This forum features an open archive of previous postings to a list concerning copyright issues, as well as the opportunity to join the list. The list is designed to give those who ask, answer, and discuss copyright questions of any type a forum for discussion. Discussion is not limited to any one specific area of copyright issues.  The archived discussions are very thorough and wide-ranging, and there is always the opportunity to post your own question if it has not already been discussed.

LIBLICENSE-L Mailing List
This is a moderated list for the discussion of issues related to the licensing of digital information by academic and research libraries. This list is designed to assist librarians and others concerned with the licensing of information in digital format in dealing with some of the unique challenges faced by this new medium. Information providers (creators, publishers and vendors) who deal with libraries are welcomed as members of LIBLICENSE-L.

CoolClass Chronicle
This newsletter provides information on key issues in the world of academia and information technology and also advises subscribers of new features on the CoolClass website.  The goal of CoolClass is to provide a set of research and teaching tools designed to make using the Internet easy for academics.

ScreenSite: Copyright, Fair Use, and Other Legal Matters: Film/Television/Video Topics
A collection of links about legal issues surrounding visual media.

Intellectual Property and Copyright Use Collection
An alphabetical index of copyright-related resources from the American Distance Education Consortium.

Copyright and Fair Use in the Classroom, on the Internet, and the World Wide Web
This document's purpose is to help faculty, students and staff make informed decisions before using materials in the classroom, for course reserves, or the Internet or World Wide Web. This document provides: an introduction to copyright; an introduction to fair use; Fair Use Guidelines for Educational Multimedia: a review of guidelines designed to help faculty, staff, or students comply with fair use guidelines when using images, computer programs, or other materials obtained via the Internet or WWW; and a sample letter to use to request permission to use copyrighted materials.

Understanding and Applying Copyright
This brief article is a quickly read and understood overview of copyright. It offers background information on copyright issues, helpful advice, and links to outside resources.  Great for anyone who needs a quick refresher on these constantly developing issues.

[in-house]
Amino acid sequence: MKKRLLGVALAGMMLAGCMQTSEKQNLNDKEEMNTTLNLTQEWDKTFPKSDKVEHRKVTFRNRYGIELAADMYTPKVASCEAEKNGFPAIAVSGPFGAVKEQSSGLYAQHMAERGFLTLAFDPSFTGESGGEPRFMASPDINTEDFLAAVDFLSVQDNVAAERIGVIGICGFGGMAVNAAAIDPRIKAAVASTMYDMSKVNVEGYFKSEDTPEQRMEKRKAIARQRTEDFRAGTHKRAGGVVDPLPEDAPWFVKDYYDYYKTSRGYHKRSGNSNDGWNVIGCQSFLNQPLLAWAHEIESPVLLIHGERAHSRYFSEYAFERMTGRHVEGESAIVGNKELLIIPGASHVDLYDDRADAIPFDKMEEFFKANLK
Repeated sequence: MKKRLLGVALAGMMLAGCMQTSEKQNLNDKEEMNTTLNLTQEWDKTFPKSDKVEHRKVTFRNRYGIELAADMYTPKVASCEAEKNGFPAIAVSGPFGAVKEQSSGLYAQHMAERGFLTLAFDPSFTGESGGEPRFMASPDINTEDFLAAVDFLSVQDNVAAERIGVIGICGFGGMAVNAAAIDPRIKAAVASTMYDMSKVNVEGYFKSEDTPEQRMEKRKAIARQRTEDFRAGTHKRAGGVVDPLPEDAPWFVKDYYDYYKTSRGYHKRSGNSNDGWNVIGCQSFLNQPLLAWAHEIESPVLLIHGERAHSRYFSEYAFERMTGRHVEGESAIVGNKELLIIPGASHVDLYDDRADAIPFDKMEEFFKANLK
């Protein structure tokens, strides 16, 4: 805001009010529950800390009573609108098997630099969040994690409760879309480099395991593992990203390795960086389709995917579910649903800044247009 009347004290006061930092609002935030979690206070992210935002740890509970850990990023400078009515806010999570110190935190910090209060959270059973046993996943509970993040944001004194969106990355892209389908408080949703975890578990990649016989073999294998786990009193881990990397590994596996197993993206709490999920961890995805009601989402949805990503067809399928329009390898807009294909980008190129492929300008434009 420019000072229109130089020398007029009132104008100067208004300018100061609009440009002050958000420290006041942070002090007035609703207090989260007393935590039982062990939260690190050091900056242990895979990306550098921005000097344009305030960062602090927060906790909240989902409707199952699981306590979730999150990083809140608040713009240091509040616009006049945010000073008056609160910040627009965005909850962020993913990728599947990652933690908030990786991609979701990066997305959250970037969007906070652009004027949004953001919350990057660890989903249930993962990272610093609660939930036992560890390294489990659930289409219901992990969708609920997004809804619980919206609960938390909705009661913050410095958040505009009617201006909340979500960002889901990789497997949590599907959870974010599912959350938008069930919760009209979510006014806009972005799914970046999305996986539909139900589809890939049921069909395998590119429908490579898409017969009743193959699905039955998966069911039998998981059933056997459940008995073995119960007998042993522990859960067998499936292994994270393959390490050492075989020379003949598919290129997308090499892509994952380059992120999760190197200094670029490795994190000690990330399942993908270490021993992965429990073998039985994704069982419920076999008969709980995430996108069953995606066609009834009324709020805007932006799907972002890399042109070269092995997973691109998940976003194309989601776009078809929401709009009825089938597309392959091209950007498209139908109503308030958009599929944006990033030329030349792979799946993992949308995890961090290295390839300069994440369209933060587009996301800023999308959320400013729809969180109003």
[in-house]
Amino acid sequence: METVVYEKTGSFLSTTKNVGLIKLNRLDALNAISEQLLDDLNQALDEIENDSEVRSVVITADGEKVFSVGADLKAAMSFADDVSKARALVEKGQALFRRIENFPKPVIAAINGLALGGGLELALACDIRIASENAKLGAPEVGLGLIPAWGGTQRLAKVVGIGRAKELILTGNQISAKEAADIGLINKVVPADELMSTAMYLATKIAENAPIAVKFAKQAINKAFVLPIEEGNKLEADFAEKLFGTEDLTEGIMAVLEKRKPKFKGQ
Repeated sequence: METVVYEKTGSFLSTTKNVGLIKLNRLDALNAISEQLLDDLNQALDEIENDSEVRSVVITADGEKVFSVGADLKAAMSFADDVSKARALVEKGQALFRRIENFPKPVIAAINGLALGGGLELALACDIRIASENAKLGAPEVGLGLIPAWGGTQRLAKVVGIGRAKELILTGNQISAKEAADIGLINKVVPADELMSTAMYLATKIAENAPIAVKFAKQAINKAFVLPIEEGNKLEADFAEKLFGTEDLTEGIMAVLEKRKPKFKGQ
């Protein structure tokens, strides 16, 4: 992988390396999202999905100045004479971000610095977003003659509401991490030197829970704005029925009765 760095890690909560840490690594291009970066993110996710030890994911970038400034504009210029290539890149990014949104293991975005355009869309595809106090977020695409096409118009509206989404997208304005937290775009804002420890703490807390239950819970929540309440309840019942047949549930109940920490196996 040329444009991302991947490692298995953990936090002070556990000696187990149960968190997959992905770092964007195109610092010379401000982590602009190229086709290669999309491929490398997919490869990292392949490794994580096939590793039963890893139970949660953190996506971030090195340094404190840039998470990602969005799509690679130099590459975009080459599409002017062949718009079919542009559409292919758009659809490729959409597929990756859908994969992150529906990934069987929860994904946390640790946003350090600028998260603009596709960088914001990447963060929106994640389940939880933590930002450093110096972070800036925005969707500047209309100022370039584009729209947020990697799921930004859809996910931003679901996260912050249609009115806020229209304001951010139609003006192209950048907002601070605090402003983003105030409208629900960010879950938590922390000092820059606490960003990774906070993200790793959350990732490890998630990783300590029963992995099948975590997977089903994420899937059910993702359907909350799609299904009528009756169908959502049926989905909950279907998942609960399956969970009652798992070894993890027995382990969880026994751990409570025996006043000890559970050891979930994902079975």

Lus Mentis: Law and Technology Explained
This website, developed by Arnoud Engelfriet, a European patent attorney, offers crash courses on intellectual property rights, patents, copyrights, trademarks and database rights. The courses focus on general principles, requirements, procedures, international treaties, who can obtain intellectual property rights, and the effects and rights granted by intellectual property rights.

Reproducing Pictures, Photos, Photographs, or Photography
This page outlines some legal traps involving copyright notice, modifying & displaying images, public domain images, and fair use. It will help you to find images you can use legally, as well as free images. It is particularly useful for anyone concerned with using images on their websites.

10 Big Myths About Copyright Explained
This is an essay about copyright myths, which assumes you have a working familiarity with copyright.  It is considered a "classic" reference for disabusing common copyright myths.

Articles About Corporate Training and Online Education
A collection of articles about copyright and fair use issues in corporate training and online education.  The newest work is one on rights to the use of student work, and there are articles about school policies and fair use in online courses.

Who Owns Online Courses and Course Materials?
Intellectual Property Policies for a New Learning Environment

Carol A. Twigg highlights discussion from The Pew Learning and Technology Symposium held February 17-18, 2000, in Miami, Florida, where leaders from higher education examined intellectual property issues arising from the changing interface among professors, universities, and the commercial world. Recommendations for developing university policy regarding these issues are provided.

Web Tools Newsletter Special Issue on Copyright in Education
This edition of the newsletter focuses on copyright laws and the practical aspects of their application in education. The editors link to a variety of informative sources on the subject

Protecting Intellectual Property Rights
This US Government web site defines intellectual property and provides salient tips on how to protect that property.

Patents, Trademarks, & Copyrights
This site by a national paralegal group, defines the concepts and provides relevant legal information on the topic.

The global Intellectual Property Center (GIPC)
This center is an affiliate of the U.S. Champer of Commerce. It champions intellectual property rights "as vital to creating jobs, saving lives, advancing global economic growth, and gneerating breakthrough solutions to global challenges." The site describes GIPC's efforts to strengthen the protection and enforcement of IP rights.